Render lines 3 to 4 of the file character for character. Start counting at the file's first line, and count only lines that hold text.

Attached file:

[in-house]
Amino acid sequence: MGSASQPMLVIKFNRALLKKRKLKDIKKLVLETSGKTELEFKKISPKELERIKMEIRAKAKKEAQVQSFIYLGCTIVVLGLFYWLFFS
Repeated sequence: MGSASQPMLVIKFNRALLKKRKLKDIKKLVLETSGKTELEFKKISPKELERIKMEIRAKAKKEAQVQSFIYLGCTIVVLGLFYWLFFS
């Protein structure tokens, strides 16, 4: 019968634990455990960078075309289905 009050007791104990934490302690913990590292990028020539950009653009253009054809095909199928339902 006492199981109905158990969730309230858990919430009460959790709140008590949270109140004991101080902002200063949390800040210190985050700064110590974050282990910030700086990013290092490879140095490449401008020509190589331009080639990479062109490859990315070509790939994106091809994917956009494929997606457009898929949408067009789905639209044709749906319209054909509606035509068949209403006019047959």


Repeated sequence: MGSASQPMLVIKFNRALLKKRKLKDIKKLVLETSGKTELEFKKISPKELERIKMEIRAKAKKEAQVQSFIYLGCTIVVLGLFYWLFFS
């Protein structure tokens, strides 16, 4: 019968634990455990960078075309289905 009050007791104990934490302690913990590292990028020539950009653009253009054809095909199928339902 006492199981109905158990969730309230858990919430009460959790709140008590949270109140004991101080902002200063949390800040210190985050700064110590974050282990910030700086990013290092490879140095490449401008020509190589331009080639990479062109490859990315070509790939994106091809994917956009494929997606457009898929949408067009789905639209044709749906319209054909509606035509068949209403006019047959």